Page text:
But since then we've had Will and Grace and countless gay characters, mostly minor, in films and on TV--and one of the great things is that it's okay to laugh about it all. Even at what we in the community used to call tragic and sometimes in our bitchier moments still do. This translation invites us to smile, and even occasionally howl. By giving Aschenbach an obsession with the Greek gods (toward the end he uses the words god and godlike about a dozen times in two pages), Mann not only shows us what was required at the time as a good alibi or cover for homosexual tendencies (not even "identities")--"classical culture" and "noble classicism" and so on: everything that involved nude boys and swimming hole frolics and attention served to youth and beauty in young beauties--but also gave us in the future (inadvertantly, I don't know, since I don't read German) the keys to understanding a period in which so-called bourgeois culture needed its literature and high art to justify the ancients' curious sexual habits. An almost neurasthenic obsession with youth and health and beauty being an ironic side feature of cultured life.
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Format: Hardcover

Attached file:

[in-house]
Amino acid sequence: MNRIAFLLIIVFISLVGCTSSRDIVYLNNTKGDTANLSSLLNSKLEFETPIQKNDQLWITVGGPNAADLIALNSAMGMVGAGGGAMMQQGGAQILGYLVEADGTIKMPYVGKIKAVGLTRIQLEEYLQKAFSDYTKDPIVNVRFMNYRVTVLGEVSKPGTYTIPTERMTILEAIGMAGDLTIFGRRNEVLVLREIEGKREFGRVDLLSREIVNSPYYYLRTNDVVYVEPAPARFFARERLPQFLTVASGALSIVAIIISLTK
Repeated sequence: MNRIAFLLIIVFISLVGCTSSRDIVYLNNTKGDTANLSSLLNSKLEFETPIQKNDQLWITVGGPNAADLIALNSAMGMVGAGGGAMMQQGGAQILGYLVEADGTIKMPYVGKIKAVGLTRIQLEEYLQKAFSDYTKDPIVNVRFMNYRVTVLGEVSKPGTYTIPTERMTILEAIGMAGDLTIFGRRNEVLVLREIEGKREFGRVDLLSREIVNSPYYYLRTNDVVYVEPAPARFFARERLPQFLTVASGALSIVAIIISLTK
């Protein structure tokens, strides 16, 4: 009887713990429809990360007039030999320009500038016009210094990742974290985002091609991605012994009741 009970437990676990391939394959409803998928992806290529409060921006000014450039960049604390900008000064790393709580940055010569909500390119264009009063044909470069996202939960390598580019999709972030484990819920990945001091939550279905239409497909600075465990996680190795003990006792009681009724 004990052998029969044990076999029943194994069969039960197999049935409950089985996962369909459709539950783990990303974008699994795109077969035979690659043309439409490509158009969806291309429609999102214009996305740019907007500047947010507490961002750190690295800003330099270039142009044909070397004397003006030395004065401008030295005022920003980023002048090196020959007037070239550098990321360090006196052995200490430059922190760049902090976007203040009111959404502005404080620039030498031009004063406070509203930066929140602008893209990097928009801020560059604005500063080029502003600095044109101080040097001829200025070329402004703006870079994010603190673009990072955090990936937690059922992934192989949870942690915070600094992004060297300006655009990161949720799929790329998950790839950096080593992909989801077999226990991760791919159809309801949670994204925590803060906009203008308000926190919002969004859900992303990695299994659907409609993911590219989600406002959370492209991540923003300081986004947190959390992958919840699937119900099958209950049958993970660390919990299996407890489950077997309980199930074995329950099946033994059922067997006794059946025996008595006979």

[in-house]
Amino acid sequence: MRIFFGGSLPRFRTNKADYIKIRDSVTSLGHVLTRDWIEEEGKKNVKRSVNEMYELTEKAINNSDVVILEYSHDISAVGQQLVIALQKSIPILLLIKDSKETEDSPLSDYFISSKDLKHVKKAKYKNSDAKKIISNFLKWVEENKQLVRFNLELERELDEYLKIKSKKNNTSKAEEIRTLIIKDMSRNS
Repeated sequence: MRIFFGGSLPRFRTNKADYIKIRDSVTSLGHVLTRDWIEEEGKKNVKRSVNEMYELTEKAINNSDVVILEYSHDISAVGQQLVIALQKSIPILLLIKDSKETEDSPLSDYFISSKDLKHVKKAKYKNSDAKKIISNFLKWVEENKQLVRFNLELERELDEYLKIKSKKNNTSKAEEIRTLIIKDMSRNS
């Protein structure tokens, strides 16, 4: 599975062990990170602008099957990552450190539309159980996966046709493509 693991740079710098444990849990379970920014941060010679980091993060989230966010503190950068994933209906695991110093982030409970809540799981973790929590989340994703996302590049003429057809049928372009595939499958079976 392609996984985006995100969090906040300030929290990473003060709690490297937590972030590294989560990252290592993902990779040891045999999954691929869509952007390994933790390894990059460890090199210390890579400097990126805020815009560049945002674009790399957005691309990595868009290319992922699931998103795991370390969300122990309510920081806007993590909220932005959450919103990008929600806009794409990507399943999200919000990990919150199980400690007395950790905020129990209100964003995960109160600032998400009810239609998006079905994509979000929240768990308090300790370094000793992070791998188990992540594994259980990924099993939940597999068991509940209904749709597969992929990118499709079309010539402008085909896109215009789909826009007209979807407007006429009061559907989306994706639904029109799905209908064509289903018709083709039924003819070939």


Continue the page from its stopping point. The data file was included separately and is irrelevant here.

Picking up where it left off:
For those legions of readers who consider Thomas Mann's DEATH IN VENICE one of the pinnacles of 20th Century literature, welcome to the feast! Michael Henry Heim has restudied and again translated this brief but poignant novella with an English version more in tune with Mann's novella and certainly, finally free from all the societal homophobic restrictions that have shrouded previous translations. This is the tale of a writer - Gustav von Aschenbach - in his fifties who feels the need for exotic travels to break his writer's block, and after many aborted attempts to find the right place, comes to Venice and not only falls under its spell but also finds his sublimated desires for pure beauty as focused on young men awakened in his encounter with the young Polish boy Tadzio. This story has been translated into other languages, transformed into film by Luchino Visconti and made into the last opera of Sir Benjamin Britten. But though the simple story has captivated our minds for many years, it has never been presented in so eloquent a fashion as in this Heim translation. To wit: "On a personal level, too, art is life intensified: it delights more deeply, consumes more rapidly; it engraves the traces of imaginary and intellectual adventure on the countenance of its servant and in the long run, for all the monastic calm of his external existence, leads to self-indulgence, over refinement, lethargy, and a restless curiosity that a lifetime of wild passions and pleasures could scarcely engender." When he first encounters Tadzio "...he was infused with a paternal affection, the attraction that one who begets beauty by means of self-sacrifice [a writer] feels for one who is inherently beautiful." And "Was it not common knowledge that the sun diverts our attention from the intellectual to the sensual?Read more ›